What is the greatest obstacle that the software patent Abolitionist movement faces? Is it the patent trolls, the governments for sale, the lobbyists, the patent lawyers, the Microsofts of this world?
Everyone understands why Microsoft seeks patents and invests richly to keep the system going. Everyone understands the motives of patent lawyers, of patent trolls. Everyone understands that people who's business depends on patents would be bitterly opposed to abolition.
In 2003 I wrote that the software industry was splitting into those who understood the future, and those stuck in the past. The rift between these two sides seems huge today.
Yet why are firms like IBM, Sun, Google, and Red Hat investing in software and business method patents, when the ethical and economic arguments clearly show that such patents can help the owner only at a cost to all society.
More to the point, why are these firms, which depend on the goodwill of the FOSS community, silent on the subject. Silent on the patents they own. Silent on the real threats to Linux and FOSS applications1
For me, the greatest threat to the Abolitionist movement is not the "bad guys" who wear black hats and do stupid things like suing RIM, or TomTom. It is the "good guys", who silently collect patents, allow the Community to be scared into accepting that these "defensive" patents are necessary, and who keep a blanket of silence over the public discussion of software patent abolition.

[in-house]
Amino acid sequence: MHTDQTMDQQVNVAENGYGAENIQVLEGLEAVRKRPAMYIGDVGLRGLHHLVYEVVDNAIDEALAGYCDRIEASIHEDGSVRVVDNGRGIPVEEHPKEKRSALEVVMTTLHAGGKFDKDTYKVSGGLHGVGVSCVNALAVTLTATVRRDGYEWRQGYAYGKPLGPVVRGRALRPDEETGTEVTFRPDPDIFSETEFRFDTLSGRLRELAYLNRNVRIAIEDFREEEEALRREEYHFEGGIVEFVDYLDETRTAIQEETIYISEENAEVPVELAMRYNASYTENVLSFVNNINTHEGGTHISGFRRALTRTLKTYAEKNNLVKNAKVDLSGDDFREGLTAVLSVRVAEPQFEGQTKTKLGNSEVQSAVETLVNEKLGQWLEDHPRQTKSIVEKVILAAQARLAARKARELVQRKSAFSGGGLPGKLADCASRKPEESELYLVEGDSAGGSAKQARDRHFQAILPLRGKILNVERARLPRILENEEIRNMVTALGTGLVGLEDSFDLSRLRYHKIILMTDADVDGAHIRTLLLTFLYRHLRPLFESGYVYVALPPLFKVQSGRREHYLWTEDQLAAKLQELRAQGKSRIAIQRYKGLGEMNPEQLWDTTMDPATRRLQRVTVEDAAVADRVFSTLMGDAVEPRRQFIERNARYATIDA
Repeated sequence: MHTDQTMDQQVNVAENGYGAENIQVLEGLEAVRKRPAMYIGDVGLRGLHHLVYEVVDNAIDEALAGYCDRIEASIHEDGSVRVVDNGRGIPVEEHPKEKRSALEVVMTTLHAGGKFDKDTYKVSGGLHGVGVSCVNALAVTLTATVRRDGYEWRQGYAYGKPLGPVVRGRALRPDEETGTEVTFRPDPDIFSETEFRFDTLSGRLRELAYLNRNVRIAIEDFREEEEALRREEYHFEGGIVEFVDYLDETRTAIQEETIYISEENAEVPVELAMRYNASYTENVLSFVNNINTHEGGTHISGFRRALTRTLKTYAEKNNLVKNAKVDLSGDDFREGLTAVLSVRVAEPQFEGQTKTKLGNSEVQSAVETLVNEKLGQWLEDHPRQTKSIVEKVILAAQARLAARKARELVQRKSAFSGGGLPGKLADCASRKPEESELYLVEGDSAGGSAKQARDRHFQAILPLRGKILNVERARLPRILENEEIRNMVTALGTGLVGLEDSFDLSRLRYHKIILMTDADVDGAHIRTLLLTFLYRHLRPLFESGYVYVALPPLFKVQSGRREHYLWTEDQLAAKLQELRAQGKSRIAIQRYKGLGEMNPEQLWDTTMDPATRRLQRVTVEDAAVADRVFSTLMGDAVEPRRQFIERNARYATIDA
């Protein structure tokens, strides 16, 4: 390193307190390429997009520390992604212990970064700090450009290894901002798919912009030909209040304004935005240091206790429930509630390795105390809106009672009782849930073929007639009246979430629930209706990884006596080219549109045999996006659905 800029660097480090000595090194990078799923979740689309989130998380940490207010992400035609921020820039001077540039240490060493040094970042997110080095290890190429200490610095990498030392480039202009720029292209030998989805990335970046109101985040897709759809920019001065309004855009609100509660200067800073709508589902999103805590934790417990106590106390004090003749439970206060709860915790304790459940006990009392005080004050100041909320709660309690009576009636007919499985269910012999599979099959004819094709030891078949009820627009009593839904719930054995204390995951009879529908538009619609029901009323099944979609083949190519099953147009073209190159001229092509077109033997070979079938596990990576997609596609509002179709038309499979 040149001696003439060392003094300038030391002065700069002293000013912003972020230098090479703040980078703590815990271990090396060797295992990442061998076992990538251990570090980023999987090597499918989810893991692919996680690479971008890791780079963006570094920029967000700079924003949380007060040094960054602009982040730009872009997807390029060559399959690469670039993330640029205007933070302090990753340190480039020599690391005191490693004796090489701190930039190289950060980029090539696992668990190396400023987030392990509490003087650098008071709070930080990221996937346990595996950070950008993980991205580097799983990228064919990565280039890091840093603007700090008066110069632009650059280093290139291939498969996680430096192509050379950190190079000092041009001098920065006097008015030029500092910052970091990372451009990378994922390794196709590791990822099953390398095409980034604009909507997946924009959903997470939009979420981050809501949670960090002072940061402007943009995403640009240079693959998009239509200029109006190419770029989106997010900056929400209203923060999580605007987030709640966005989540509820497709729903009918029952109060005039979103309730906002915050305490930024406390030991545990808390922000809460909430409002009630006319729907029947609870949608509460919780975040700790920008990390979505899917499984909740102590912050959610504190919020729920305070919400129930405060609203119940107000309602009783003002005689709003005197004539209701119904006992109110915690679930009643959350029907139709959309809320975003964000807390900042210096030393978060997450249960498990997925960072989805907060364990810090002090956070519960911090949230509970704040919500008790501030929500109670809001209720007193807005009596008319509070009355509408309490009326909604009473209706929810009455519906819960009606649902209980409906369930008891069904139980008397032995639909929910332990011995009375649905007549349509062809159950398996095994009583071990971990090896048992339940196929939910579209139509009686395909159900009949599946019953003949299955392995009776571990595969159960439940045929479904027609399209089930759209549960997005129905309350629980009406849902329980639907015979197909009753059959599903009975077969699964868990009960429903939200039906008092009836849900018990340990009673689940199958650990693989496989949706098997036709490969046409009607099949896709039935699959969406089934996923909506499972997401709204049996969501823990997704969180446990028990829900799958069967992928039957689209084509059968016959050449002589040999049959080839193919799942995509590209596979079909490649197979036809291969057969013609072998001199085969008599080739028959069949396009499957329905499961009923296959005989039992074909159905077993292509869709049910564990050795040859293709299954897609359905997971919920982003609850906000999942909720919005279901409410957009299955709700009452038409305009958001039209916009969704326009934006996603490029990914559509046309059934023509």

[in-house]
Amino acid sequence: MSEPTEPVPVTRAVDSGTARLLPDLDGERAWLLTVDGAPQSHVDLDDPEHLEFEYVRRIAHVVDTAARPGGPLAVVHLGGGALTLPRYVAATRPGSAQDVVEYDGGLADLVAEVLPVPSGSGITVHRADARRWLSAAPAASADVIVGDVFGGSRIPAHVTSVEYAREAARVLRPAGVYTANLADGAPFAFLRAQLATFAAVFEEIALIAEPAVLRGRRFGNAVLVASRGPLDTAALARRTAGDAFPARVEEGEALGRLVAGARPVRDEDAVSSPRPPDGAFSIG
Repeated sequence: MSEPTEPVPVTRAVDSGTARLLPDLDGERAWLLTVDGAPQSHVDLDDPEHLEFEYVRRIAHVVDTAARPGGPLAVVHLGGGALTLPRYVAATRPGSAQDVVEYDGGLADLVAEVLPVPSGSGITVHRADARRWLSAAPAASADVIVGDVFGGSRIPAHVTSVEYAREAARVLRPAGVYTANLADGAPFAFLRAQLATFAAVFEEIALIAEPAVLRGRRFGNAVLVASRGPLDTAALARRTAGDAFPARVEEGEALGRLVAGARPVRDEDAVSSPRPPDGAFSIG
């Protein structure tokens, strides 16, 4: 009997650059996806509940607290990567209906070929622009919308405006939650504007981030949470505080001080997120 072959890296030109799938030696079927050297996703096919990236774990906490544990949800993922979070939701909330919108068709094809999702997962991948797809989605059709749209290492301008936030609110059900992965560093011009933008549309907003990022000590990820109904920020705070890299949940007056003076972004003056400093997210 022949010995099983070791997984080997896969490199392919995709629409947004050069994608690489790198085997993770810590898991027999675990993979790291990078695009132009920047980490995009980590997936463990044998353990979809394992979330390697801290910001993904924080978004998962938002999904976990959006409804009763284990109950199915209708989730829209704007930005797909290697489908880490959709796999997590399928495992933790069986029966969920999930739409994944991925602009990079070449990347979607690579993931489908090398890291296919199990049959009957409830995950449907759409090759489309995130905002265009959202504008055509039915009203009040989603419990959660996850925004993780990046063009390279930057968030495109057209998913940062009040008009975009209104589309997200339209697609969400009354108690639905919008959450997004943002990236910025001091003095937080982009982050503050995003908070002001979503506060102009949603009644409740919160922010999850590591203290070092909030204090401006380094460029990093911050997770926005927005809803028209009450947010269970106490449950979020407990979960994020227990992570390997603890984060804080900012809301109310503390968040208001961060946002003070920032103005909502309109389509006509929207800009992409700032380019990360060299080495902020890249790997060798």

And those who allow this, from the best motives, are part of the conspiracy. Those who invest in projects like Peer-to-Patent are part of the conspiracy. Those who write how OIN is a great achievement, how various "promises not to sue" are sufficient to waive all concern… it is these good willed people who are the problem.
The work - and greatest success - of the FFII has been to bring the issue of software patents into the public mind but it is an uphill struggle. Everywhere, people prefer not to confront this. They see Abolition as an overtly political issue. An extremist, uncomfortable issue that is bad for business at best, and suicidally stupid at worst.
In 2009, despite wide-spread understanding of the problems software patents cause, Abolition is still not on the political agenda. The large FOSS firms continue to invest in software patents and ignore opportunities for political reform. When opportunities do present themselves, these firms try to stop "business method patents" but not software patents.
Why is this? I think it is because these firms are deeply tied into the software patent system: they profit from it, and they enjoy the silence that allows them to build large "defensive" patent portfolios. There is also an element of elitism. The large firms, with their portfolios, can dominate the market and define the rules. They can absorb the pain of trolls. Mosquitoes. They can develop the patents into profitable licensing models. We are seeing the emergence of a new kind of open source, properly patented for its own protection. It may be Open, but it is not Free.
It is time to end the conspiracy of silence and force the discussion on the ethics of patenting software and business methods. No matter if this hurts firms who have invested in FOSS. No matter if this creates division and no matter if it is "bad for business".